While caffeine consumption levels have not changed among children and adolescents since 1999, the sources of caffeine have, a new study says.
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Between 1999 and 2010, a steady 73 percent of children ages 2 to 11 consumed caffeine on any given day.
But while soda still accounts for the majority of caffeine intake for this age group, the percentage dropped from 62 percent in 1999 to 38 percent in 2010, the study found. At the same time, consumption of coffee and energy drinks rose as sources of caffeine for these children, says the study, published today in the journal Pediatrics.
Consumption of coffee and coffee drinks accounted for 10 percent of caffeine intake in 1999, but increased to nearly 24 percent in 2010. And energy drinks, which didn’t exist in 1999, accounted for 6 percent of caffeine intake in 2010, the study showed.
“The research didn’t really find a mean increase overall caffeine consumption,” says registered dietician Tara Harwood, MS, RD, CSP, LD. “However they did find that there was a greater proportion of caffeine coming from coffee and energy drinks instead of soda.”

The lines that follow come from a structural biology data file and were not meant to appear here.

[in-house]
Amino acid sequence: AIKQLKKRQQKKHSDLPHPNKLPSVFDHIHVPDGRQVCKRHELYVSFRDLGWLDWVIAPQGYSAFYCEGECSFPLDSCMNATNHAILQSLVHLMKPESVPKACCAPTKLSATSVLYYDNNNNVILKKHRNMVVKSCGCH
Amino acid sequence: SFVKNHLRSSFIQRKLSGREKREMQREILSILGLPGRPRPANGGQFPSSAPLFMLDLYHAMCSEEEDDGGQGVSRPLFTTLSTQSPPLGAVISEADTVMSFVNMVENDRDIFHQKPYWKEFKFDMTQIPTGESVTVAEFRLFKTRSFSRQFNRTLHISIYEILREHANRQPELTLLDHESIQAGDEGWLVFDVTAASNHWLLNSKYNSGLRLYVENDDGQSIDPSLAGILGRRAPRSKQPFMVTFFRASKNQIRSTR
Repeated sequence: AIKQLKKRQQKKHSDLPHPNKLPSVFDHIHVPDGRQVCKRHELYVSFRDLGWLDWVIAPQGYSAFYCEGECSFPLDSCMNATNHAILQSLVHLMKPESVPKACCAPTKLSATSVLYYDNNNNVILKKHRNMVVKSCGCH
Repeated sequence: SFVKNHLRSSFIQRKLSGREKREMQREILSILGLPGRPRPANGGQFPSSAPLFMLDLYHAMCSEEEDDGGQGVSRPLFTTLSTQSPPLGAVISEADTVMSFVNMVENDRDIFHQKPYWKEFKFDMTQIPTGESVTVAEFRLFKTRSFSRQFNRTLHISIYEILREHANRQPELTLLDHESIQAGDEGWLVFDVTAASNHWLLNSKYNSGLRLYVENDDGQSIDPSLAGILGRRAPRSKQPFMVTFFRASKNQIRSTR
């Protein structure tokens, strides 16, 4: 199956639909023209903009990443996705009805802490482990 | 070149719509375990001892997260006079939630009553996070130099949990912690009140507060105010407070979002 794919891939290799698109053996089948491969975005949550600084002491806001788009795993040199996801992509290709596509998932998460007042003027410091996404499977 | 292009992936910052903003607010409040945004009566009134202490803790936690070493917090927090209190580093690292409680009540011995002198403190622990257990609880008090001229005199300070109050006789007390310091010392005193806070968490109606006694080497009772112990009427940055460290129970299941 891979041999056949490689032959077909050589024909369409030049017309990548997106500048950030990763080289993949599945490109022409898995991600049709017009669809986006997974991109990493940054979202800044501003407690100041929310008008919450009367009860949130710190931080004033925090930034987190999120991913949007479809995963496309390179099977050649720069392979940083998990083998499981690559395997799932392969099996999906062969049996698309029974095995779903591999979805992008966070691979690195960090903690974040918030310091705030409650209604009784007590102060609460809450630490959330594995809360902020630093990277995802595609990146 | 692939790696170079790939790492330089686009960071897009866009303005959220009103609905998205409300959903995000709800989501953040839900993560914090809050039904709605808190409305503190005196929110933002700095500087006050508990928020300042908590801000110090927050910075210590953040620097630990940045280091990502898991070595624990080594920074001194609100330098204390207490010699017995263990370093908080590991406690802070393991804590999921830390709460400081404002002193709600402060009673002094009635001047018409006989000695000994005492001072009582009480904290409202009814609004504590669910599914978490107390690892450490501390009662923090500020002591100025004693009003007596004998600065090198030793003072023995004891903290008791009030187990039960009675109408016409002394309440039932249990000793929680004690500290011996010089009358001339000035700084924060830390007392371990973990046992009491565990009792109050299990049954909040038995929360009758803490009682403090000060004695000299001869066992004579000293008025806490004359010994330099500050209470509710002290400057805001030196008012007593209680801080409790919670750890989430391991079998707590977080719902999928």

That’s an important difference, as coffee and energy drinks generally have higher concentrations and amounts of caffeine than soda, the study’s authors say.
On average, a 12-oz serving of energy drink contains 36 grams – about four teaspoons – of sugar and about 160 calories, nearly the same as a 12-oz can of soda. However, the amount of caffeine in energy drinks varies between brands but can be as high as 130 milligrams in a 12-oz serving – equivalent to four 12-oz servings of caffeinated soda, the study says.
Similarly, sweetened coffee drinks can contain large amounts of sugar – nearly double the amount of calories of soda, depending on size and flavoring – and caffeine amounts similar to energy drinks.
Although the U.S. Food and Drug Administration considers caffeine a “safe” substance, its potential adverse effects on children and adolescents are largely unknown because most research has been on adults, the researchers say.
In addition, the caffeine content of energy drinks, unlike cola, is not regulated by the FDA because energy drinks are marketed as and considered dietary supplements.
The American Academy of Pediatrics says that stimulant-containing energy drinks have no place in the diets of children and adolescents.
“I definitely do not recommend energy drinks because they have this combination of caffeine and other ingredients that could have a synergistic effect,” Ms. Harwood says. “The effects of the caffeine could be amplified and we really don’t know what that could do to your child.”